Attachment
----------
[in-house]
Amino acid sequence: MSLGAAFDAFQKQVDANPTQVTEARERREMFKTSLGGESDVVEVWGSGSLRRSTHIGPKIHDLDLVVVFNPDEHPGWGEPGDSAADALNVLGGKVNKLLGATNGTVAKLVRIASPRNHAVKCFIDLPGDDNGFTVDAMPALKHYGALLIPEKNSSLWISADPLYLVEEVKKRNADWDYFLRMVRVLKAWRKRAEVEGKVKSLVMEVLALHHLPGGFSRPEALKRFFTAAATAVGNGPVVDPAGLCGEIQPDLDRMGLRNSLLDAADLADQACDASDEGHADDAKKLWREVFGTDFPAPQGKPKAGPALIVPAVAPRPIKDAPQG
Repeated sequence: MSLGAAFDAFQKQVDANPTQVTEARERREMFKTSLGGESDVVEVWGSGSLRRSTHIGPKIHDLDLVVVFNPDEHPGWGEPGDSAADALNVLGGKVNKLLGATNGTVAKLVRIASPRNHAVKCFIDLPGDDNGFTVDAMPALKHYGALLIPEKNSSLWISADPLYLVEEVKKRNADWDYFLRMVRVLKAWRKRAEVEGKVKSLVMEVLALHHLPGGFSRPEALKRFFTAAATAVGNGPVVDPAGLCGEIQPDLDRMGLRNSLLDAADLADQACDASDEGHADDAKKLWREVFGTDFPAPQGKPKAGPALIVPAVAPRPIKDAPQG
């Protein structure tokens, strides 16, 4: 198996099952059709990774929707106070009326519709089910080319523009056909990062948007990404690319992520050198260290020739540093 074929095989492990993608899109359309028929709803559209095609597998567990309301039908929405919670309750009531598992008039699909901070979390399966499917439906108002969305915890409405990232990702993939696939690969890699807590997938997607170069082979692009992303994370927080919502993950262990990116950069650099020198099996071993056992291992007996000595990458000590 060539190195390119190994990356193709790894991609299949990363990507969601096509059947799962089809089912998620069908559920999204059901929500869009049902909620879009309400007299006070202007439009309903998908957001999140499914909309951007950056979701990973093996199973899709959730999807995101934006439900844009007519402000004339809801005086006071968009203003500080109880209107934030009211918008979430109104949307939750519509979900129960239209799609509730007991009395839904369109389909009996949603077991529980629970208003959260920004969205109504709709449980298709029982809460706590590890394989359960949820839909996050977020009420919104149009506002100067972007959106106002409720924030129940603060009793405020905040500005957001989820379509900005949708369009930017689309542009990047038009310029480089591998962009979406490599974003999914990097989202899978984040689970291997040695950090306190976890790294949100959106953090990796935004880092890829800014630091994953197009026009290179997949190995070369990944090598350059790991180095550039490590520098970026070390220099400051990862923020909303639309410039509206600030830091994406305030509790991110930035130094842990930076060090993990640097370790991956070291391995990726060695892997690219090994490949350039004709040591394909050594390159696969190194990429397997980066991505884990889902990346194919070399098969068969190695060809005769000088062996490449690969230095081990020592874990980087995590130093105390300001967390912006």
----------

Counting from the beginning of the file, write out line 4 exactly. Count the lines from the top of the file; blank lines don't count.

């Protein structure tokens, strides 16, 4: 198996099952059709990774929707106070009326519709089910080319523009056909990062948007990404690319992520050198260290020739540093 074929095989492990993608899109359309028929709803559209095609597998567990309301039908929405919670309750009531598992008039699909901070979390399966499917439906108002969305915890409405990232990702993939696939690969890699807590997938997607170069082979692009992303994370927080919502993950262990990116950069650099020198099996071993056992291992007996000595990458000590 060539190195390119190994990356193709790894991609299949990363990507969601096509059947799962089809089912998620069908559920999204059901929500869009049902909620879009309400007299006070202007439009309903998908957001999140499914909309951007950056979701990973093996199973899709959730999807995101934006439900844009007519402000004339809801005086006071968009203003500080109880209107934030009211918008979430109104949307939750519509979900129960239209799609509730007991009395839904369109389909009996949603077991529980629970208003959260920004969205109504709709449980298709029982809460706590590890394989359960949820839909996050977020009420919104149009506002100067972007959106106002409720924030129940603060009793405020905040500005957001989820379509900005949708369009930017689309542009990047038009310029480089591998962009979406490599974003999914990097989202899978984040689970291997040695950090306190976890790294949100959106953090990796935004880092890829800014630091994953197009026009290179997949190995070369990944090598350059790991180095550039490590520098970026070390220099400051990862923020909303639309410039509206600030830091994406305030509790991110930035130094842990930076060090993990640097370790991956070291391995990726060695892997690219090994490949350039004709040591394909050594390159696969190194990429397997980066991505884990889902990346194919070399098969068969190695060809005769000088062996490449690969230095081990020592874990980087995590130093105390300001967390912006």